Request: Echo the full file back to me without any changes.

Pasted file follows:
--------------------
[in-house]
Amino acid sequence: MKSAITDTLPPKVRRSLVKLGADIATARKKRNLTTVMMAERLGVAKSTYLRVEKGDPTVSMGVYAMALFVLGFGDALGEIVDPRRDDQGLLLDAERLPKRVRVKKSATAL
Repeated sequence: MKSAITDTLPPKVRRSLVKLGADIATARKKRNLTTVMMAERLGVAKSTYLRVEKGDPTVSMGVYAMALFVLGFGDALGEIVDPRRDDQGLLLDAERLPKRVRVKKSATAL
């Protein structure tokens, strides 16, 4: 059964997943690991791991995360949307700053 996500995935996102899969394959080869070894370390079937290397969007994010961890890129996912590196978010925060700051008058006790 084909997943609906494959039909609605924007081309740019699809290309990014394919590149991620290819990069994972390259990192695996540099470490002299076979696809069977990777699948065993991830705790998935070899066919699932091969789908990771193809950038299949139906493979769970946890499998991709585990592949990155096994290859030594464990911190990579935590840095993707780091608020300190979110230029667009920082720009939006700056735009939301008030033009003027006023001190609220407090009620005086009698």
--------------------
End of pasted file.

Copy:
[in-house]
Amino acid sequence: MKSAITDTLPPKVRRSLVKLGADIATARKKRNLTTVMMAERLGVAKSTYLRVEKGDPTVSMGVYAMALFVLGFGDALGEIVDPRRDDQGLLLDAERLPKRVRVKKSATAL
Repeated sequence: MKSAITDTLPPKVRRSLVKLGADIATARKKRNLTTVMMAERLGVAKSTYLRVEKGDPTVSMGVYAMALFVLGFGDALGEIVDPRRDDQGLLLDAERLPKRVRVKKSATAL
């Protein structure tokens, strides 16, 4: 059964997943690991791991995360949307700053 996500995935996102899969394959080869070894370390079937290397969007994010961890890129996912590196978010925060700051008058006790 084909997943609906494959039909609605924007081309740019699809290309990014394919590149991620290819990069994972390259990192695996540099470490002299076979696809069977990777699948065993991830705790998935070899066919699932091969789908990771193809950038299949139906493979769970946890499998991709585990592949990155096994290859030594464990911190990579935590840095993707780091608020300190979110230029667009920082720009939006700056735009939301008030033009003027006023001190609220407090009620005086009698």